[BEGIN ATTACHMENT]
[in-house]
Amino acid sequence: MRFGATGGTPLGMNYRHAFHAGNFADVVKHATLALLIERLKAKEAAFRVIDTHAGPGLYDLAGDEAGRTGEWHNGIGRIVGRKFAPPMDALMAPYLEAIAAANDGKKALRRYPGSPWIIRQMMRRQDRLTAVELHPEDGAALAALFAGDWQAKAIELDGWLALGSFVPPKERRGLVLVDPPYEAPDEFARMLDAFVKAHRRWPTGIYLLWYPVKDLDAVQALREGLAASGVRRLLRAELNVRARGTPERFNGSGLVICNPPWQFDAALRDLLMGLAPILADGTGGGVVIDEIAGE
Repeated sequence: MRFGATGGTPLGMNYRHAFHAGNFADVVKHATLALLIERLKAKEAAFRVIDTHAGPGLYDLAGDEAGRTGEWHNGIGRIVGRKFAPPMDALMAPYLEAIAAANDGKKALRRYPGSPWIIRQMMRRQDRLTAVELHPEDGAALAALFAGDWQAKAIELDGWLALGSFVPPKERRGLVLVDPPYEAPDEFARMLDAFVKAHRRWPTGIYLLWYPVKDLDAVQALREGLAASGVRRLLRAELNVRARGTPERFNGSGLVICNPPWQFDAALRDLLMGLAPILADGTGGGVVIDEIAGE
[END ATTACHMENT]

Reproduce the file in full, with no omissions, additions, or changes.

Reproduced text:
[in-house]
Amino acid sequence: MRFGATGGTPLGMNYRHAFHAGNFADVVKHATLALLIERLKAKEAAFRVIDTHAGPGLYDLAGDEAGRTGEWHNGIGRIVGRKFAPPMDALMAPYLEAIAAANDGKKALRRYPGSPWIIRQMMRRQDRLTAVELHPEDGAALAALFAGDWQAKAIELDGWLALGSFVPPKERRGLVLVDPPYEAPDEFARMLDAFVKAHRRWPTGIYLLWYPVKDLDAVQALREGLAASGVRRLLRAELNVRARGTPERFNGSGLVICNPPWQFDAALRDLLMGLAPILADGTGGGVVIDEIAGE
Repeated sequence: MRFGATGGTPLGMNYRHAFHAGNFADVVKHATLALLIERLKAKEAAFRVIDTHAGPGLYDLAGDEAGRTGEWHNGIGRIVGRKFAPPMDALMAPYLEAIAAANDGKKALRRYPGSPWIIRQMMRRQDRLTAVELHPEDGAALAALFAGDWQAKAIELDGWLALGSFVPPKERRGLVLVDPPYEAPDEFARMLDAFVKAHRRWPTGIYLLWYPVKDLDAVQALREGLAASGVRRLLRAELNVRARGTPERFNGSGLVICNPPWQFDAALRDLLMGLAPILADGTGGGVVIDEIAGE